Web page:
A study by the Centers for Disease Control and Prevention of 106,543 coronavirus patients initially hospitalized between March and July found that one in 11 was readmitted within two months of being discharged, with 1.6 percent of patients readmitted more than once.
In another study of 1,775 coronavirus patients discharged from 132 V.A. hospitals in the pandemic’s early months, nearly a fifth were rehospitalized within 60 days. More than 22 percent of them needed intensive care, and 7 percent required ventilators.
And in a report on 1,250 patients discharged from 38 Michigan hospitals from mid-March to July, 15 percent were rehospitalized within 60 days.
Recurring admissions don’t just involve patients who were severely ill the first time around.
“Even if they had a very mild course, at least one-third have significant symptomology two to three months out,” said Dr. Eleftherios Mylonakis, chief of infectious diseases at Brown University’s Warren Alpert Medical School and Lifespan hospitals, who co-wrote another report. “There is a wave of readmissions that is building, because at some point these people will say ‘I’m not well.’”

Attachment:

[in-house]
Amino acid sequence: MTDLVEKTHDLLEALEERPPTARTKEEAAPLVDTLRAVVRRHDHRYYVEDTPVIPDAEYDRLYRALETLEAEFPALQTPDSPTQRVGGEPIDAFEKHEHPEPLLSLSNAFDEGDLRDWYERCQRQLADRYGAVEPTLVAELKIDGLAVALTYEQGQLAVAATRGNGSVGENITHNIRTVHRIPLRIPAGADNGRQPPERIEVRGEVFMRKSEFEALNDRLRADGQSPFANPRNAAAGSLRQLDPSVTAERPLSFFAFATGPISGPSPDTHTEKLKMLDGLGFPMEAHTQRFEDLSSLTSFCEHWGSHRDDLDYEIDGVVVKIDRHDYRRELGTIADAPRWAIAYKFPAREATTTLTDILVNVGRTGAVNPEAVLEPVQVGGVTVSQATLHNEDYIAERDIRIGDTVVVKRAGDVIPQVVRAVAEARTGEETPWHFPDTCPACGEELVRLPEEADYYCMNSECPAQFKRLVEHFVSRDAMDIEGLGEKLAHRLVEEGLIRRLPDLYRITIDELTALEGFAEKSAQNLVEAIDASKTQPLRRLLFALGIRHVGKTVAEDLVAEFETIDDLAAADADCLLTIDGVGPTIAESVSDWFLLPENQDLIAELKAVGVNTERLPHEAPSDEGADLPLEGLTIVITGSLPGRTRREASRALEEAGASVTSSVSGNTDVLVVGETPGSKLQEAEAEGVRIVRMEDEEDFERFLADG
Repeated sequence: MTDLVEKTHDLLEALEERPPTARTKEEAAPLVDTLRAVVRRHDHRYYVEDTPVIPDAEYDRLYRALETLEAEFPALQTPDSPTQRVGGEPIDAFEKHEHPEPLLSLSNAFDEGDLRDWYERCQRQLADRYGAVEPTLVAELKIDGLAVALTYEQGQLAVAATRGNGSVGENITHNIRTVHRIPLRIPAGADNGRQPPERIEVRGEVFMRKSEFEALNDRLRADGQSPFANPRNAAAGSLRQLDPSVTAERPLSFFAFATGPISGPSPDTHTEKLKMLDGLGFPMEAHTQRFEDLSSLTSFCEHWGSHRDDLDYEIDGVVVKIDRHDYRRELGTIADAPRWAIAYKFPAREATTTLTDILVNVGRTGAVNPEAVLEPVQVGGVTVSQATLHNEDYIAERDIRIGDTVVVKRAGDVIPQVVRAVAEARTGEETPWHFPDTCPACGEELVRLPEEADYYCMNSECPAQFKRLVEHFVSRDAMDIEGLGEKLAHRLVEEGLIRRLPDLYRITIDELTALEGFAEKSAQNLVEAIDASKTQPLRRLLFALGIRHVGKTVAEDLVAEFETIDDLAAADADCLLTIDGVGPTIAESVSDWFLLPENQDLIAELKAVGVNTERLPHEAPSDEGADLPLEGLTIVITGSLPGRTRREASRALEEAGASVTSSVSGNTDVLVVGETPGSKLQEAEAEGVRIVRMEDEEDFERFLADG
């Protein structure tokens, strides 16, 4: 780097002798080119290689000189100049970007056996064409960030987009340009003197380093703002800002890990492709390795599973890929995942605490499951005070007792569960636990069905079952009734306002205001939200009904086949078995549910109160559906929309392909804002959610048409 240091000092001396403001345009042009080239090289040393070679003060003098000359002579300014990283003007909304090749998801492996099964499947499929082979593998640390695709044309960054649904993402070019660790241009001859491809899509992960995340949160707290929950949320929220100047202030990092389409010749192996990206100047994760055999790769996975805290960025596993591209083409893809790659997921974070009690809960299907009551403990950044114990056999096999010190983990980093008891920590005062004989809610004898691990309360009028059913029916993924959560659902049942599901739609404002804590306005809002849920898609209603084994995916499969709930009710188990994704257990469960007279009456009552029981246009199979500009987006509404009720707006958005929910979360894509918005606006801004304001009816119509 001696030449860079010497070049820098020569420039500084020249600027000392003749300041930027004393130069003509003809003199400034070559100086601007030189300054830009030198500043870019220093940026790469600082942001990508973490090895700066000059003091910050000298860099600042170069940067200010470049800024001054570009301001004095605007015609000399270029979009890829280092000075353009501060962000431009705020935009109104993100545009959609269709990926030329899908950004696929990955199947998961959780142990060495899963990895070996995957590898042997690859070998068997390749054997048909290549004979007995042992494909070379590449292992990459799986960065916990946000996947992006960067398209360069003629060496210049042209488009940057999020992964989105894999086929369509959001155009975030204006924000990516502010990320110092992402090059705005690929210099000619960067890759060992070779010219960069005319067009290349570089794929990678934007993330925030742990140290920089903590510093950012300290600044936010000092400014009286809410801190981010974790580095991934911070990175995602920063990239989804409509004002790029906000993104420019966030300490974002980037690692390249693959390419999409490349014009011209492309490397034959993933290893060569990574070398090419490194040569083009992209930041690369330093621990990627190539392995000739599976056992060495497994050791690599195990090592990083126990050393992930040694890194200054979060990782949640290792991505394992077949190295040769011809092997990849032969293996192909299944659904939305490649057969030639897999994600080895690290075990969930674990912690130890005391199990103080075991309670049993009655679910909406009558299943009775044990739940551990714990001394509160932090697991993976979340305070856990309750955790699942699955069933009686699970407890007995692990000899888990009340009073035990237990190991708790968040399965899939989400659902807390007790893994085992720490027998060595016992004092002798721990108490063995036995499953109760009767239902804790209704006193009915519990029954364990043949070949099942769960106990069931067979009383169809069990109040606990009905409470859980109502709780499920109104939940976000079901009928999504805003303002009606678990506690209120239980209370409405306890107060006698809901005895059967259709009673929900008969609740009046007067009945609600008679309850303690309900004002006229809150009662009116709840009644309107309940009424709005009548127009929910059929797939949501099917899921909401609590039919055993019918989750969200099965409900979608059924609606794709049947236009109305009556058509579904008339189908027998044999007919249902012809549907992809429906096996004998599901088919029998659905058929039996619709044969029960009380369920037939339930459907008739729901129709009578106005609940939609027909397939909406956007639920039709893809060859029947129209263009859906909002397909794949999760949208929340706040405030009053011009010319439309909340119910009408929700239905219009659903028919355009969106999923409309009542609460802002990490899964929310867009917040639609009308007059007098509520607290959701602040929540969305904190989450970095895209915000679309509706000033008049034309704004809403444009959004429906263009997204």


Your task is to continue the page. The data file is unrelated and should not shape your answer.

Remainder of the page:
Many who are rehospitalized were vulnerable to serious symptoms because they were over 65 or had chronic conditions. But some younger and previously healthy people have returned to hospitals, too.
When Becca Meyer, 31, of Paw Paw, Mich., contracted the coronavirus in early March, she initially stayed home, nursing symptoms such as difficulty breathing, chest pain, fever, extreme fatigue and hallucinations that included visions of being attacked by a sponge in the shower.
Ms. Meyer, a mother of four, eventually was hospitalized for a week in March and again in April. She was readmitted for an infection in August and for severe nausea in September, according to medical records, which labeled her condition “long haul Covid-19.”
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